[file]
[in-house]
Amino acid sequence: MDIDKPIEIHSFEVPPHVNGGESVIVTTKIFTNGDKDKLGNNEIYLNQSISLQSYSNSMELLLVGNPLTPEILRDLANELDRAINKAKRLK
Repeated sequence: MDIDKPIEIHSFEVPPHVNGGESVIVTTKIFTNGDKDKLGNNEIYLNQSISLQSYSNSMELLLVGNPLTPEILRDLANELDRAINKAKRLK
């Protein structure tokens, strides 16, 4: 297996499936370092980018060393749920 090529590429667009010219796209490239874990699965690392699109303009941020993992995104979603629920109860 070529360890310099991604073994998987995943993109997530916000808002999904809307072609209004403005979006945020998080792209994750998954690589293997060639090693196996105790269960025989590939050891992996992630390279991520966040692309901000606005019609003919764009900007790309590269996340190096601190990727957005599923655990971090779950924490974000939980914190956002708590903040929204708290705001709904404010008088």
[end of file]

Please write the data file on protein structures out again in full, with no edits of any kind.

[in-house]
Amino acid sequence: MDIDKPIEIHSFEVPPHVNGGESVIVTTKIFTNGDKDKLGNNEIYLNQSISLQSYSNSMELLLVGNPLTPEILRDLANELDRAINKAKRLK
Repeated sequence: MDIDKPIEIHSFEVPPHVNGGESVIVTTKIFTNGDKDKLGNNEIYLNQSISLQSYSNSMELLLVGNPLTPEILRDLANELDRAINKAKRLK
């Protein structure tokens, strides 16, 4: 297996499936370092980018060393749920 090529590429667009010219796209490239874990699965690392699109303009941020993992995104979603629920109860 070529360890310099991604073994998987995943993109997530916000808002999904809307072609209004403005979006945020998080792209994750998954690589293997060639090693196996105790269960025989590939050891992996992630390279991520966040692309901000606005019609003919764009900007790309590269996340190096601190990727957005599923655990971090779950924490974000939980914190956002708590903040929204708290705001709904404010008088």